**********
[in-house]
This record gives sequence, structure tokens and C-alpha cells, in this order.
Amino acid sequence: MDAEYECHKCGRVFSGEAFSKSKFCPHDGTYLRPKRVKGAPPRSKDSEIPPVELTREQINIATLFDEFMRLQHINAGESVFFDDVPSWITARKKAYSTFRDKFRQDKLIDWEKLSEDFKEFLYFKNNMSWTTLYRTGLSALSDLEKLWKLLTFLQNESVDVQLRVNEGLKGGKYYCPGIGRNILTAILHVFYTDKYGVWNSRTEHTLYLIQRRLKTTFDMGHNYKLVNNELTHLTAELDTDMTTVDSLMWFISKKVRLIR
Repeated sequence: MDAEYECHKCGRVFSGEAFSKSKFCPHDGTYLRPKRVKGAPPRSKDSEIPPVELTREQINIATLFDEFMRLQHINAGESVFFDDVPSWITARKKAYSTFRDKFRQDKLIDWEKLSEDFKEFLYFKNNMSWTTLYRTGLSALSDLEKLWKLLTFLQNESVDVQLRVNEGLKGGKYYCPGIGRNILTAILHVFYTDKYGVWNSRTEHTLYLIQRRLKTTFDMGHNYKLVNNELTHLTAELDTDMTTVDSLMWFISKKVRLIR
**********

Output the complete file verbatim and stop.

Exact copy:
[in-house]
This record gives sequence, structure tokens and C-alpha cells, in this order.
Amino acid sequence: MDAEYECHKCGRVFSGEAFSKSKFCPHDGTYLRPKRVKGAPPRSKDSEIPPVELTREQINIATLFDEFMRLQHINAGESVFFDDVPSWITARKKAYSTFRDKFRQDKLIDWEKLSEDFKEFLYFKNNMSWTTLYRTGLSALSDLEKLWKLLTFLQNESVDVQLRVNEGLKGGKYYCPGIGRNILTAILHVFYTDKYGVWNSRTEHTLYLIQRRLKTTFDMGHNYKLVNNELTHLTAELDTDMTTVDSLMWFISKKVRLIR
Repeated sequence: MDAEYECHKCGRVFSGEAFSKSKFCPHDGTYLRPKRVKGAPPRSKDSEIPPVELTREQINIATLFDEFMRLQHINAGESVFFDDVPSWITARKKAYSTFRDKFRQDKLIDWEKLSEDFKEFLYFKNNMSWTTLYRTGLSALSDLEKLWKLLTFLQNESVDVQLRVNEGLKGGKYYCPGIGRNILTAILHVFYTDKYGVWNSRTEHTLYLIQRRLKTTFDMGHNYKLVNNELTHLTAELDTDMTTVDSLMWFISKKVRLIR